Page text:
And it’s not written in stone:
The First Amendment sucks
Once upon a time, I never would have said this. But I am saying it now: we have to watch what we say if we are to live at peace with one another.
By Jonah Raskin | The Rag Blog | September 20, 2012
In the wake of the murders of four Americans in Libya, including U.S. Ambassador J. Christopher Stevens, media pundits have come back again and again to the First Amendment as though it was sacrosanct and inviolable, and as though the First Amendment protects the rights of Americans to say anything they want to say about the prophet Mohammed.
In point of fact, the First Amendment never was, isn’t now, and never will be sacrosanct and inviolable. There has never been absolute freedom of speech and the press in the United States, though some, like Chief Justice William O. Douglas, insisted on it from the sanctity of the Supreme Court.
But did anyone ever stand up before the nine judges, point a finger at Douglas or any of his fellow jurists, and call him a “pimp for the American plutocracy” and a “dirty old man.” I don’t think so. I think he would have bounced them right out of the courtroom.
To this date, they don’t even allow TV cameras in the Supreme Court. How’s that for freedom of speech? Moreover, more to the point, the court has ruled that corporations have freedom of speech, but that high school students who unfurl banners that say “Bong Hits 4 Jesus” don’t. How’s that for logic?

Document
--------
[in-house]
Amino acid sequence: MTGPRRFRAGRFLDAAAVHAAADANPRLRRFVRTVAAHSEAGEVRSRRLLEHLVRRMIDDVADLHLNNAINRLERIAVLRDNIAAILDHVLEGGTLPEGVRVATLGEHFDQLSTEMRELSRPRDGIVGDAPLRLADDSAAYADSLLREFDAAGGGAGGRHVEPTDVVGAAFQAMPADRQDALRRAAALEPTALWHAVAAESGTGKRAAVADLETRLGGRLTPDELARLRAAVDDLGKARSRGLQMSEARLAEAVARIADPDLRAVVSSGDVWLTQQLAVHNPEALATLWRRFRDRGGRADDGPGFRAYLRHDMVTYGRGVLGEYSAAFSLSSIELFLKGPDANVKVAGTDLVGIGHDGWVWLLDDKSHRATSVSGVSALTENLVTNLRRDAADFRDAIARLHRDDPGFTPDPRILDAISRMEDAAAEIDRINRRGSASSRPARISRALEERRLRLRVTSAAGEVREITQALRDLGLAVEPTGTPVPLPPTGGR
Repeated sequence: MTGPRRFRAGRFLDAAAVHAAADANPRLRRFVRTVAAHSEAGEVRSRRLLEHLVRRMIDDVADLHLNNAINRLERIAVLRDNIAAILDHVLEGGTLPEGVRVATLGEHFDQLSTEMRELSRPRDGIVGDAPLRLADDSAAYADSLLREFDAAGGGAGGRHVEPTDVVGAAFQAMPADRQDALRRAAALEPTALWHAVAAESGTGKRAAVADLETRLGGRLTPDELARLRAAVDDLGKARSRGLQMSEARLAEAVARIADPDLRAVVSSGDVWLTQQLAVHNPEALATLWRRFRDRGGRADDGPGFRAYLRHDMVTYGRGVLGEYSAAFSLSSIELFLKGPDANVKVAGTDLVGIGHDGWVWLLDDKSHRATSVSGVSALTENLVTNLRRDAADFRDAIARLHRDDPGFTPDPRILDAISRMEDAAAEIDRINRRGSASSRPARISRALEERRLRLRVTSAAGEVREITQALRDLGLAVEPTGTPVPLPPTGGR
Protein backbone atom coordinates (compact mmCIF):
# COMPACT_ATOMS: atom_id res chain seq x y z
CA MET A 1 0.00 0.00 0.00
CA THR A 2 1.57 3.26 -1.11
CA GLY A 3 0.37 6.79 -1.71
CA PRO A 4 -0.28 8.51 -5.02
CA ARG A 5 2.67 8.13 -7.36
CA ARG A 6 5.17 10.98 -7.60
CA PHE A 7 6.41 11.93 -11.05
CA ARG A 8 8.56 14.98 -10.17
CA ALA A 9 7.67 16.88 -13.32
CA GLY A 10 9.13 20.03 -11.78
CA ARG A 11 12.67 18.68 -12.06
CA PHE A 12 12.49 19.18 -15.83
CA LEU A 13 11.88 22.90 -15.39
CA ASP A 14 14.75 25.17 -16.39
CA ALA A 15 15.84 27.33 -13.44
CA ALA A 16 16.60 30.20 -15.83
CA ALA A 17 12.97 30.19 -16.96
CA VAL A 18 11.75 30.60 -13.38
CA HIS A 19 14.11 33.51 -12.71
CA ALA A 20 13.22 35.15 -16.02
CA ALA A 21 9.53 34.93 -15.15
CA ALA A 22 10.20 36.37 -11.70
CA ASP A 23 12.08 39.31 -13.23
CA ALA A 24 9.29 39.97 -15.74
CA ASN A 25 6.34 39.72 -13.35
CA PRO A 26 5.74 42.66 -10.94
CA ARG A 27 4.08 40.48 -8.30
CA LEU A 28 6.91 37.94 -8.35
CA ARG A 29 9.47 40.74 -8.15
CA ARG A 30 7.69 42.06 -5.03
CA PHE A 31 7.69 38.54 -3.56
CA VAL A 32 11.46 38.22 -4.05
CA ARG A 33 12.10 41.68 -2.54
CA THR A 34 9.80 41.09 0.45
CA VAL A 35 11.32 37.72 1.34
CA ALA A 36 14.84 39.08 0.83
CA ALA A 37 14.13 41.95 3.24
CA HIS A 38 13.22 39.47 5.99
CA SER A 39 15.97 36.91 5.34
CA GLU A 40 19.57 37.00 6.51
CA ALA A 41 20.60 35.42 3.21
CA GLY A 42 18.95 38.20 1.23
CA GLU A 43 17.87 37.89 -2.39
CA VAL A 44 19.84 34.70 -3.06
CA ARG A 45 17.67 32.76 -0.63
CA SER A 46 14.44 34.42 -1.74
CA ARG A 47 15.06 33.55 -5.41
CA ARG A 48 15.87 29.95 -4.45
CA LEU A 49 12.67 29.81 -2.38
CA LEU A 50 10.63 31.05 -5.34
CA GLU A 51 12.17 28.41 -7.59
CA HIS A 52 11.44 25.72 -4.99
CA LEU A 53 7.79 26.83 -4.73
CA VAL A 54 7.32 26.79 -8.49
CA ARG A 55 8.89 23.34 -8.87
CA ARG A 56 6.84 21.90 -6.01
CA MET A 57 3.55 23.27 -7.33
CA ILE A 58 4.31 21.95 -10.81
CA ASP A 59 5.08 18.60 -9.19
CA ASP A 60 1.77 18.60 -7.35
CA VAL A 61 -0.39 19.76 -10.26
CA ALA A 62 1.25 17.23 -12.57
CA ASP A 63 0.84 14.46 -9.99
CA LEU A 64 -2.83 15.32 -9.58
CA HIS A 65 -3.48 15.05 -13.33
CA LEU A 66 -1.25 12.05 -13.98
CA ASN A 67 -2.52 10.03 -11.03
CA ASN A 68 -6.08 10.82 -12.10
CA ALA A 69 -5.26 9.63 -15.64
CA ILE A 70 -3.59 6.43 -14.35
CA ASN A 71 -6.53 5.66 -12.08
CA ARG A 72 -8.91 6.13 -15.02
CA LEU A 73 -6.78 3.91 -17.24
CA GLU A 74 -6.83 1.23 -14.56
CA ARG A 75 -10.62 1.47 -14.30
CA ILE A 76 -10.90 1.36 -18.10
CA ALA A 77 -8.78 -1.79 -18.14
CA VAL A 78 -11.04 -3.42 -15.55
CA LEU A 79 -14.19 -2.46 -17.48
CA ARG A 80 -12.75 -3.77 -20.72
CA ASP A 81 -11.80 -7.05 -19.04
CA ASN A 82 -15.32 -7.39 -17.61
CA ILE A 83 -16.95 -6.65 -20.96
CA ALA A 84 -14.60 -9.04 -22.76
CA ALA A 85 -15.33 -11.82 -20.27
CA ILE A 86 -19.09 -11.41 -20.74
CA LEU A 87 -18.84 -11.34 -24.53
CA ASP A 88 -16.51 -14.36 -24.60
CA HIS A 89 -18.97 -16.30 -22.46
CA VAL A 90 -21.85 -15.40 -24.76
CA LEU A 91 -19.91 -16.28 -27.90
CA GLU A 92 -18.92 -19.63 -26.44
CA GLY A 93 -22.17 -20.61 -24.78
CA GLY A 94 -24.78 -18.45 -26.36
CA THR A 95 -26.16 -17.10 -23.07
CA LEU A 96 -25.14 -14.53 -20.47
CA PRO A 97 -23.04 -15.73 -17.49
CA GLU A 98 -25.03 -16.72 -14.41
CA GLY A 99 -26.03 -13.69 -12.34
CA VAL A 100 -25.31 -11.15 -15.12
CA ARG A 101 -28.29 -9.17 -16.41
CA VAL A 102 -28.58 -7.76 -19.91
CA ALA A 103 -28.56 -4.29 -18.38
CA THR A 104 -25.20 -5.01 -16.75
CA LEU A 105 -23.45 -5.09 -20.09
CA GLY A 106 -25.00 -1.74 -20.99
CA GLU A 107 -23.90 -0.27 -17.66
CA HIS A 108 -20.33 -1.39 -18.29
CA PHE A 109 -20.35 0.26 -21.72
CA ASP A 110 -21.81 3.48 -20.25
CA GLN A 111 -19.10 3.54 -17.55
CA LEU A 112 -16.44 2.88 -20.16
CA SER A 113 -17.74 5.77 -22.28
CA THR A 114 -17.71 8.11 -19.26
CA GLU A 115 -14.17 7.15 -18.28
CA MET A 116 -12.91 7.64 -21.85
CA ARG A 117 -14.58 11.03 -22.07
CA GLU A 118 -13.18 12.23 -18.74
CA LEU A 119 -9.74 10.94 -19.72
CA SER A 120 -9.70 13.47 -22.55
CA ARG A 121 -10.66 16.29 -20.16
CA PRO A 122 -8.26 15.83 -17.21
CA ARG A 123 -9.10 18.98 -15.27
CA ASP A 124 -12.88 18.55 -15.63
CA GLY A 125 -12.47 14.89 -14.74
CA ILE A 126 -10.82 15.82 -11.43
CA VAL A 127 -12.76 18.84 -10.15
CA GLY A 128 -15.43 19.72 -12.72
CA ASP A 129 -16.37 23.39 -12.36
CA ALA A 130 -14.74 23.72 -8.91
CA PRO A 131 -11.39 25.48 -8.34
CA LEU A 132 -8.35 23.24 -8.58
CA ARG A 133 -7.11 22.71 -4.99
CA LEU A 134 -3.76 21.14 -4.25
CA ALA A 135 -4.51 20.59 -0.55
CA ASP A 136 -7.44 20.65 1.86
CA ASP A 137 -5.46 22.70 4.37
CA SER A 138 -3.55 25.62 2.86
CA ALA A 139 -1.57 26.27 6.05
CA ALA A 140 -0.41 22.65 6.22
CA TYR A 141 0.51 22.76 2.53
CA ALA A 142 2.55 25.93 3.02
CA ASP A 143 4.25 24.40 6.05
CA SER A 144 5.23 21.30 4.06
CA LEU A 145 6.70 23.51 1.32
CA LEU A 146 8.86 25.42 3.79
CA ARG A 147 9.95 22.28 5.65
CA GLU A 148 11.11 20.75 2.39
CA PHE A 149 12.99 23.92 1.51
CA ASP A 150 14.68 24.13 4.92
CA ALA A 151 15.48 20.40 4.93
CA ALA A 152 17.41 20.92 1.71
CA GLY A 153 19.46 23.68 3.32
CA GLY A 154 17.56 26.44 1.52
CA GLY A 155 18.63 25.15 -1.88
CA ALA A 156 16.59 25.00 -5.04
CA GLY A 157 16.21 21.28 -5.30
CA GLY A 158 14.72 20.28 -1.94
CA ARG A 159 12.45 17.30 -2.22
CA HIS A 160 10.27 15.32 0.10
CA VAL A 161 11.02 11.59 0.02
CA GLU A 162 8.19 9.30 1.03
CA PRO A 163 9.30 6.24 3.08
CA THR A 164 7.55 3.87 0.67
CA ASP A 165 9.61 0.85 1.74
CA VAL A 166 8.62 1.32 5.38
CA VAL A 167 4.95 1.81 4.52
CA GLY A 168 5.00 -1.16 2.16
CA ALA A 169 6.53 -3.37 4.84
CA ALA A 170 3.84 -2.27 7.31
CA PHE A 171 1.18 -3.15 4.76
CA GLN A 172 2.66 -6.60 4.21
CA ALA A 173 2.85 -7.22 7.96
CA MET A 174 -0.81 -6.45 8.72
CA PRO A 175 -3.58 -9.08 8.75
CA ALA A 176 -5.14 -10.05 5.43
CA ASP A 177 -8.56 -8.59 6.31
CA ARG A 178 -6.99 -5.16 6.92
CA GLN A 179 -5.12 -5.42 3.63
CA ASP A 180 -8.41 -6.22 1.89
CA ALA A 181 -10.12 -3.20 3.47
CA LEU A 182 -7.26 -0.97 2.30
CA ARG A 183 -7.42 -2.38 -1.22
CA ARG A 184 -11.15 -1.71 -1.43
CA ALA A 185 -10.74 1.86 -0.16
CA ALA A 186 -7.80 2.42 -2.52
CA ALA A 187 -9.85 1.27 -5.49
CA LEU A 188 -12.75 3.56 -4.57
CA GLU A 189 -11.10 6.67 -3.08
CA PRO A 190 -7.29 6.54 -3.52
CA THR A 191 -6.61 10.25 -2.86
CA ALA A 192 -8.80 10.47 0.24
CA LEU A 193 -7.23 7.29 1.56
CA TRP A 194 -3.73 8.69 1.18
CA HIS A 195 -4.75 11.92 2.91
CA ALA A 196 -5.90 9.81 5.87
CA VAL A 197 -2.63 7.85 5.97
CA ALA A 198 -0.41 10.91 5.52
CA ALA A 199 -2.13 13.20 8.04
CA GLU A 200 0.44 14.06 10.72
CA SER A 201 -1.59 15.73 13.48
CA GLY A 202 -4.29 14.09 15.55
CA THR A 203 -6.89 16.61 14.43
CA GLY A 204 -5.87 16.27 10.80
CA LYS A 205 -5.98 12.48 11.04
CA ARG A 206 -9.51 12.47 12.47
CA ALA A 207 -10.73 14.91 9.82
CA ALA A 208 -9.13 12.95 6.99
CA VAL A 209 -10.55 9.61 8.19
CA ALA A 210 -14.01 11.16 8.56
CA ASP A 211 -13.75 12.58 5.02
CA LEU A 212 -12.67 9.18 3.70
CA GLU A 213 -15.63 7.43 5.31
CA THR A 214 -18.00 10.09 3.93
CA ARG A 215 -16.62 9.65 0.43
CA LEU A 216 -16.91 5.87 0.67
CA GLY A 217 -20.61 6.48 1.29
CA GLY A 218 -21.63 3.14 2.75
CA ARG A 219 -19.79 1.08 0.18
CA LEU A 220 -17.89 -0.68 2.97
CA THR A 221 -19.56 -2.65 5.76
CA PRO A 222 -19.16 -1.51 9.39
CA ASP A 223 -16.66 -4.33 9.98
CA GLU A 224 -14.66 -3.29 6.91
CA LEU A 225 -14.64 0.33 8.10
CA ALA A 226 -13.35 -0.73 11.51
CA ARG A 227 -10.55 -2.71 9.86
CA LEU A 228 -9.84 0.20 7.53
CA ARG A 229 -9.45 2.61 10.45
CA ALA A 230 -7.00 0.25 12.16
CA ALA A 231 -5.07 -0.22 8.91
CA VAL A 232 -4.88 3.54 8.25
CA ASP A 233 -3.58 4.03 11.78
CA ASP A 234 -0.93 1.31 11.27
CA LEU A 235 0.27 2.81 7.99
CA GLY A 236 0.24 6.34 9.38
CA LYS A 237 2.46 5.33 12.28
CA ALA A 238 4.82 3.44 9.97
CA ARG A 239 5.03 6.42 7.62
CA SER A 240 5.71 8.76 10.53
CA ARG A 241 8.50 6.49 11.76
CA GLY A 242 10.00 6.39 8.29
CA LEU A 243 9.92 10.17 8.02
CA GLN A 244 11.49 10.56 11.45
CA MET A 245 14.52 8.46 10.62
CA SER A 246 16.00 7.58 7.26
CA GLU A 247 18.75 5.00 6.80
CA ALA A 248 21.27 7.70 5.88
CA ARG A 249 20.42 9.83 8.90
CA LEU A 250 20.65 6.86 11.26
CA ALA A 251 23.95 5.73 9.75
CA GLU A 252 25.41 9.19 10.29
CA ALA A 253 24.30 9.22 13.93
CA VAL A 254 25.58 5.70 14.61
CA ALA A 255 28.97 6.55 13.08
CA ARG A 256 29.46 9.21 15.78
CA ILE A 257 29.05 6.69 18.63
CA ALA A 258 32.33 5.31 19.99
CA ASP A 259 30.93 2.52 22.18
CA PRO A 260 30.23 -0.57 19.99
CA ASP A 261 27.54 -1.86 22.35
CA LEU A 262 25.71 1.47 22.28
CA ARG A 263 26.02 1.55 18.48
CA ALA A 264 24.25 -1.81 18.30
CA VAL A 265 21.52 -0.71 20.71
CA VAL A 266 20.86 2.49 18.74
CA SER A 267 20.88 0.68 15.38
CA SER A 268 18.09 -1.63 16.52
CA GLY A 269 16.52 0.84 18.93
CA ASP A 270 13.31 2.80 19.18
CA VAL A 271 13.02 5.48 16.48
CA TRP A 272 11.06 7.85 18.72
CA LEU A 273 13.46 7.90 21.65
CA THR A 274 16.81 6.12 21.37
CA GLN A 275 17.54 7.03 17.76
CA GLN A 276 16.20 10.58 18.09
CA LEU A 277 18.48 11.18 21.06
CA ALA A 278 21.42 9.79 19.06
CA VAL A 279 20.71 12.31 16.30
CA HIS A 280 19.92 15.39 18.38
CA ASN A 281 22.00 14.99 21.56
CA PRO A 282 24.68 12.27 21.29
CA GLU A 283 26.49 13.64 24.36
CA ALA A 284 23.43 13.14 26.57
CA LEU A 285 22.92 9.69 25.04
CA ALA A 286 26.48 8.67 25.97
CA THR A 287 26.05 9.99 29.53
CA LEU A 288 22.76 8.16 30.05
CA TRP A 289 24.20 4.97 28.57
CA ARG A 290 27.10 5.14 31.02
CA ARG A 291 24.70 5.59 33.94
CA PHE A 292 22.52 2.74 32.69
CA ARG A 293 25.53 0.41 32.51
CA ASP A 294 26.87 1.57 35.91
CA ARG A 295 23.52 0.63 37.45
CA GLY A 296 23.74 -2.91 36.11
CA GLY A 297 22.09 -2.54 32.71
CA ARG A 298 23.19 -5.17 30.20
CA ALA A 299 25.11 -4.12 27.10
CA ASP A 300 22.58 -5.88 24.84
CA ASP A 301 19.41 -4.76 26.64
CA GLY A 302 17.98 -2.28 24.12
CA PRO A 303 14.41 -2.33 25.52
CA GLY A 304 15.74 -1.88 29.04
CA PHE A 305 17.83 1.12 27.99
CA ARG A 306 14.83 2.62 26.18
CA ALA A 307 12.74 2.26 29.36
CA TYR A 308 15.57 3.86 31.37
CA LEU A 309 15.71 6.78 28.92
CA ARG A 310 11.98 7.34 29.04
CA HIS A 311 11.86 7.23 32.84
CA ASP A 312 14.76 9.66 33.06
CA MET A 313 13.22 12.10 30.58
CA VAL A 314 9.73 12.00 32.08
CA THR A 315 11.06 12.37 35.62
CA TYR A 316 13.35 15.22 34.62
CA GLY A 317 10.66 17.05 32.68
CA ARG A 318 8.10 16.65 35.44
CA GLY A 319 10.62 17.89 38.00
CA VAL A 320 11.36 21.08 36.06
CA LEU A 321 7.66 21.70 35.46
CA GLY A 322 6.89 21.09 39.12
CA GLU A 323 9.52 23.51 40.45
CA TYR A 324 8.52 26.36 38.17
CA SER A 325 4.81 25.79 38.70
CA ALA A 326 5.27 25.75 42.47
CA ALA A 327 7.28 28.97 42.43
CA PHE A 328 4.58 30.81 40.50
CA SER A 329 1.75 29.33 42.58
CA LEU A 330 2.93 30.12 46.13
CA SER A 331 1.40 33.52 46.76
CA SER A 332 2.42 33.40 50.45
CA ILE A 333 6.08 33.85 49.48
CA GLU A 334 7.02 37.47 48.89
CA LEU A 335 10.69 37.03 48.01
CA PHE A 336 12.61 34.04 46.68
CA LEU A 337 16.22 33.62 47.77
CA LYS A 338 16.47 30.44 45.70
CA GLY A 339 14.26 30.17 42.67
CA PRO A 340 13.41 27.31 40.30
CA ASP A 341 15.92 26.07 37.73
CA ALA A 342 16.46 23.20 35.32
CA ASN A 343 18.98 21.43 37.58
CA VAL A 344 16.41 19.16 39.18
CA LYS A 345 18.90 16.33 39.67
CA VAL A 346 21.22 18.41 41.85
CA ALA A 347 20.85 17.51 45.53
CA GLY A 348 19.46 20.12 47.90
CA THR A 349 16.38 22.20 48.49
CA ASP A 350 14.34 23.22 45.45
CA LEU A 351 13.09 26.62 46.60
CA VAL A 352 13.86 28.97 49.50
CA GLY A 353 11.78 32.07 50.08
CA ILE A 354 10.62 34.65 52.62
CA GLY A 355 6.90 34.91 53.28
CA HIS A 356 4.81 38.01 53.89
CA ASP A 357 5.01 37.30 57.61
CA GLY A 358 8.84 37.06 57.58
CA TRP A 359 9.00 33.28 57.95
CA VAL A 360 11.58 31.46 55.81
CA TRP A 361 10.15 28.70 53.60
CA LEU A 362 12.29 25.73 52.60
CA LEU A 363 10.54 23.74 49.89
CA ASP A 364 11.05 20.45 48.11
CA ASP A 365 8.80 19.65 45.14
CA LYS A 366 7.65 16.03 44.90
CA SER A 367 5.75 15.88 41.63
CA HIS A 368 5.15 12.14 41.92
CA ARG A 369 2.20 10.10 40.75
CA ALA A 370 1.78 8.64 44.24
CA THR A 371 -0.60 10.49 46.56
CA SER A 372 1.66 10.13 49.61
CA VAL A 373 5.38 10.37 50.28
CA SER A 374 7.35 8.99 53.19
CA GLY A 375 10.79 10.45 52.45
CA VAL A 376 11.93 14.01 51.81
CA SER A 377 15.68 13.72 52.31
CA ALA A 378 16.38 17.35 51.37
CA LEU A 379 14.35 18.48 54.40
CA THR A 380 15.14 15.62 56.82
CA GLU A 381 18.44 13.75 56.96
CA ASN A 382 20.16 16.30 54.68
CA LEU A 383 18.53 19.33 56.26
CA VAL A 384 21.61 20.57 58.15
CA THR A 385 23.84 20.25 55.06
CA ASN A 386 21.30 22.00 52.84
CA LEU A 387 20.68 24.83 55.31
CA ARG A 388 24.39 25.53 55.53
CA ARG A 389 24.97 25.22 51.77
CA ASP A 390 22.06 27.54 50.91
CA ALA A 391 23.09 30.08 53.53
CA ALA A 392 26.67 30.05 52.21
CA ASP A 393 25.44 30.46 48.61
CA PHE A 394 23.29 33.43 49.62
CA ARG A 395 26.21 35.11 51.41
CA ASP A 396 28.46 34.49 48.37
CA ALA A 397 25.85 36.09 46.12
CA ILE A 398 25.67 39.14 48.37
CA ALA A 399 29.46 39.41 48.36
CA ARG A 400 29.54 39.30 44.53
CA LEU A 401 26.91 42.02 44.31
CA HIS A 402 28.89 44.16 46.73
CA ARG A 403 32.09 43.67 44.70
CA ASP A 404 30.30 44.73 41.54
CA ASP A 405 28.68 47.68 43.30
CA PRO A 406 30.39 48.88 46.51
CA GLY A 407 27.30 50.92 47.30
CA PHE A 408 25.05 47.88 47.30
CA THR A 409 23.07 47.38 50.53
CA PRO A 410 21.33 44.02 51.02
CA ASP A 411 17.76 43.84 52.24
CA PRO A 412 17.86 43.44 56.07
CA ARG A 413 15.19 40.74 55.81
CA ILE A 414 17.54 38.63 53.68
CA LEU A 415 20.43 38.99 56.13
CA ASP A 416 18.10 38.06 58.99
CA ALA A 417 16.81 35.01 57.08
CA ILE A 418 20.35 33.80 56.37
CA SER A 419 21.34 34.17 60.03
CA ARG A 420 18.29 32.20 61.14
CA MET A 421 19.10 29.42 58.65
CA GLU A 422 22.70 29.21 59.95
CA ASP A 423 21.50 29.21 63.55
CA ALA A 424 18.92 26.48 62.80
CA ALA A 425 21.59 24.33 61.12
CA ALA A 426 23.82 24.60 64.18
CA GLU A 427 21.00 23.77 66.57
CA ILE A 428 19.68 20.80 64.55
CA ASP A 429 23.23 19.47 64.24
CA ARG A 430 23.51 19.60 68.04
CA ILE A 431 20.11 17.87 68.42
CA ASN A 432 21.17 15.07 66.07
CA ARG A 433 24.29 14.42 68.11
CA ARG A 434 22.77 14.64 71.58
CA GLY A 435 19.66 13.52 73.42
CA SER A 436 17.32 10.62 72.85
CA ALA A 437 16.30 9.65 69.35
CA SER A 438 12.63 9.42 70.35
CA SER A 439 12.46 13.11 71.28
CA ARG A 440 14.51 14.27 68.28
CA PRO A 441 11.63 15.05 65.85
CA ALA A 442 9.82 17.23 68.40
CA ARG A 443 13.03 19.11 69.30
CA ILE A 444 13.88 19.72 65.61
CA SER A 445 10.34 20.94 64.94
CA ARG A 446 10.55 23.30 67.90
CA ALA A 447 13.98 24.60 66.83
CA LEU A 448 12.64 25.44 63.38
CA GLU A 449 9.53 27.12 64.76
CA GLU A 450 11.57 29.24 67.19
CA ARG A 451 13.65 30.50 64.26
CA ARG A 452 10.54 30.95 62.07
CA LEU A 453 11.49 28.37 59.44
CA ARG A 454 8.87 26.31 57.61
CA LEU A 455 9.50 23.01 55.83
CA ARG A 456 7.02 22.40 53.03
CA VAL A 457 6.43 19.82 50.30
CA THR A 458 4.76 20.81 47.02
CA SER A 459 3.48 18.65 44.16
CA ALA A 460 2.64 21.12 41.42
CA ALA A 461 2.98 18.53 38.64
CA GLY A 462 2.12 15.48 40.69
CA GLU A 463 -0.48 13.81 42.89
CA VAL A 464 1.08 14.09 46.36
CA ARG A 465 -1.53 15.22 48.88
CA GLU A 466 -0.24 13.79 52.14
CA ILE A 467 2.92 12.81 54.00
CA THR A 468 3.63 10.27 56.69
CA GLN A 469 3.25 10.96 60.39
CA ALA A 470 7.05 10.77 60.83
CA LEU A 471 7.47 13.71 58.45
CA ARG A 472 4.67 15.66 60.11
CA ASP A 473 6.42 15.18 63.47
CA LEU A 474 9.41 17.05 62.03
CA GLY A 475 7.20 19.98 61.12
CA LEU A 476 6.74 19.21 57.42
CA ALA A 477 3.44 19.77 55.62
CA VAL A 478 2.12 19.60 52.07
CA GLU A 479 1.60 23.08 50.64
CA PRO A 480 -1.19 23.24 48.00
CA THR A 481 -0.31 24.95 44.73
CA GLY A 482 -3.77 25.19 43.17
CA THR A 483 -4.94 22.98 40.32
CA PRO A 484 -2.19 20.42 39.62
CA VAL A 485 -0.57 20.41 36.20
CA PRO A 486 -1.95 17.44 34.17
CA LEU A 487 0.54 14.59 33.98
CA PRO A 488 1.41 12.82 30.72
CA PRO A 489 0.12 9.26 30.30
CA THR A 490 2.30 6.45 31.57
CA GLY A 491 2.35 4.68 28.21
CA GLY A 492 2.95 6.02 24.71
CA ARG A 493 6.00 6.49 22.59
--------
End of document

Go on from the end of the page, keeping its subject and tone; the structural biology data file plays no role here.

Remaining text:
The founding fathers who drafted the First Amendment, which says that Congress can’t abridge freedom of speech, freedom of the press, and the right to gather peacefully and demand change, never intended those freedoms to be enjoyed by everyone. To a man, the founding fathers were white and wealthy and didn’t want African Americans, women, or white men without property to enjoy the same rights that they enjoyed.
They were hypocrites, dear old Tom Jefferson, James Madison, and President John Adams who jailed newspaper editors who criticized him. Jefferson went after journalists, too, once he got into power. It’s all there in the history books — some of them anyway, the ones that haven’t whitewashed our past.
For more than 100 years, Americans who were against chattel slavery, who denounced the subordination of women, and who condemned the system of wage slavery, were blatantly silenced, censored, arrested, jailed, deported, ostracized, and punished every which way.
All through the nineteenth and for much of the twentieth century, Americans took their lives in their hands when they spoke freely. If they were socialists, communists, or civil rights activists, they were spat-on, clubbed, bloodied, bombed, shot, even killed.
Beginning around the time of World War II, it was widely recognized that an individual couldn’t sue and collect damages if he got in the face of someone else and called him or her a fascist, or a mother——, and was punched. The legal concept came to be known as “Fighting Words” and for decades “Fighting Words” were not protected speech.
All of which brings me to words and images that express contempt for the culture, the religion, and the ethnicity of human beings. They are not protected speech, either. They are words that are tantamount to a physical attack.
For decades, too, we’ve had something called “Hate Speech” in the United States and that’s not protected, either. Call a Chinese woman, or a Congolese man a racial epithet and then beat him or her to a pulp and you’ll be charged not only with assault but with “Hate Speech” and find yourself in prison for a long time.